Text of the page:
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Court Upholds Rent Board Regulation

By Gathering Marbet and Jorge Casuso

July 1 -- An Appeals Court this week upheld a Rent Control Board regulation that allows landlords to charge market rates if they can prove the tenants are not using their apartments as a primary residence.

The regulation was challenged by Robert Bisno, a prominent Westside developer who saw the rent on his apartment at The Shores leap from $1,111 a month to $4,045 a month after the board ruled the rent-controlled unit in one of the twin oceanfront towers was not his primary residence.

“It is one thing to require landlords to subsidize the rents of those who reside principally in their rent-controlled units so that they will not be forced out of the Santa Monica housing market,” the three-member court ruled Tuesday.

“It is quite another to require landlords to subsidize the rent of those who use their rent-controlled units for other purposes,” Judge P.J. Spencer wrote in the unanimous decision. “Doing so adds to the landlord’s investment risk.”

Rent board officials said they were confident the court would rule in their favor.

“Obviously we thought that we would prevail, as we did in both trial and appellate court,” said Doris Ganga, the rent board’s general counsel. “We thought we would, or we would have a different regulation.”

Bisno’s attorney, Allen Abshez, said his client had not decided whether he would appeal the decision by the three-judge panel.

“We feel that the court of appeals got it wrong,” Abshez said. “The decision doesn’t grapple with the fact the (rent control) law protects all renters.”

In its ruling, the court found that the board could withdraw the Rent Control Charter’s tenant protections under certain circumstances.

“Ensuring that only those the RCL (Rent Control Law) intends to benefit receive its benefits by temporarily withdrawing some of its protections from tenants who use their rental units as vacation residences or for other ancillary purposes also is consistent with the RCL,” the court wrote.

“Once a decontrolled rental rate has been established, Regulation 3304 restores all of the protections of the RCL to the tenant,” the court wrote.

Abshez countered that the law, approved by Santa Monica voters in 1979, was meant to protect all tenants equally.

“They (the voters) didn’t say it was only available to the poor and minorities,” Abshez said. “The voters did not say it would only protect the poor or people who lived there 365 days a year.”

In addition, Abshez said, the regulation “encourages landlords to snoop in their tenants’ personal affairs” to gather evidence.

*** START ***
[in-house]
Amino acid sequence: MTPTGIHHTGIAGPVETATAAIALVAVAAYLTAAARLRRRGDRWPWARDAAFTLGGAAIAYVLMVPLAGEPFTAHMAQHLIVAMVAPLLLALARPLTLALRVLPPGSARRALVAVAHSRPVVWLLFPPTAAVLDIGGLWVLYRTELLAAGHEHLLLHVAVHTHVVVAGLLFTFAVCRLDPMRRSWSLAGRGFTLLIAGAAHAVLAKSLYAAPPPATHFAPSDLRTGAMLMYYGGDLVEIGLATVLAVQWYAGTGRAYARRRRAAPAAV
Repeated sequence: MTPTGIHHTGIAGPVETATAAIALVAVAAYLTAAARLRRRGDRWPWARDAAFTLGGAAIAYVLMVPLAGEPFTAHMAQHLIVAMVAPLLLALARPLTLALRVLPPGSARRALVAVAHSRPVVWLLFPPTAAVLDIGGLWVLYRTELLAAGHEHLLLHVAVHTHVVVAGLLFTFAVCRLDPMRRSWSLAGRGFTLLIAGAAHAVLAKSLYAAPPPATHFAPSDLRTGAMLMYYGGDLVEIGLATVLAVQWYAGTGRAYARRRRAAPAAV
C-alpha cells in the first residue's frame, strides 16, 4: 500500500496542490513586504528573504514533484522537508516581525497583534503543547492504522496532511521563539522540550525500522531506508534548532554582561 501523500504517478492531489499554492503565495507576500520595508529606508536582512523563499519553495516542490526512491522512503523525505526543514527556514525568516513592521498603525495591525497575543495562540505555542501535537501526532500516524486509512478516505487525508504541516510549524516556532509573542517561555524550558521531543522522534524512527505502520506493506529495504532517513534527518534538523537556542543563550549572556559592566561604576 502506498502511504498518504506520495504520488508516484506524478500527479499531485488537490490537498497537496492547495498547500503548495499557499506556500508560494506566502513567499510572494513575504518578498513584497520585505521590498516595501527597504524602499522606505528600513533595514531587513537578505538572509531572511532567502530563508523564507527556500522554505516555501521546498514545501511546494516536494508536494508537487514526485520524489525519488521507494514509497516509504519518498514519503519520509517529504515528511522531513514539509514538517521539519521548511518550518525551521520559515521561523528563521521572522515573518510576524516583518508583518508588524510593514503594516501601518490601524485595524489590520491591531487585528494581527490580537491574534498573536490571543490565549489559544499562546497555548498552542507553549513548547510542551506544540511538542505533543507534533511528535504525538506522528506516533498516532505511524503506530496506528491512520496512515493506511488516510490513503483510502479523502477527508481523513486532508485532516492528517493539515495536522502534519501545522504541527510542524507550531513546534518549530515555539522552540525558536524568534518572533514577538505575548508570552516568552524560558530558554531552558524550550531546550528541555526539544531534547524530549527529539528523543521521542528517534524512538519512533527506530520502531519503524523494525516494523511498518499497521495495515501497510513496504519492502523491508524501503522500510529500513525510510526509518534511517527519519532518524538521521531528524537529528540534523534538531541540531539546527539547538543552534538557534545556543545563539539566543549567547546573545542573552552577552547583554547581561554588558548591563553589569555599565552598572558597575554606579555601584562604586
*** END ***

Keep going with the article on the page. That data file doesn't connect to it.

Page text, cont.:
In Bisno’s case, the board “received evidence concerning plaintiff’s marital separation and living arrangements and the results of an investigator’s inspections of the apartment’s medicine cabinet, refrigerator, kitchen cabinets and bedroom closets,” according to the court’s ruling.

Abshez said the landlord knew Bisno’s primary residence was in the San Francisco Bay area when the lease was signed in 1996. The property was sold for some $100 million three years later to the current owner, Douglas, Emmett & Co., which filed the increase petition shortly after the board adopted the regulation in February 2003.

Despite Tuesday’s setback, Bisno’s two-year legal battle has already prompted the board to change the regulation by giving itself -- and not the landlord -- the authority to determine the new rental rate based on the rent of comparable units.

The ruling resulted in Bisno’s rent decreasing from the $4,295 set by Douglas Emmett, a driving force behind the regulation, to the current $4,045 set by the board.

Landlord advocates praised Tuesday’s ruling, saying it would help bolster legal efforts to evict tenants who do not use their rent-controlled units as their primary residence.

“The charter is very clear that it wants to provide housing for people who reside in their rent-controlled units,” said attorney Rosario Perry, who represents a landlord seeking to evict a tenant under the regulation. “If you’re not a resident tenant, you don’t have the right to be protected by rent control.

“If they don’t live in their units, there’s no justification, even if they pay market rates,” Perry said. “We’re going to raise these issues, so this case is going to help us.”

Since the regulation went into effect two years ago, 161 increase petitions have been filed. Of those that have been resolved, 68 were granted (21 of them without a tenant challenge), 27 were denied, 39 were dismissed and 21 were withdrawn, according to rent board officials.

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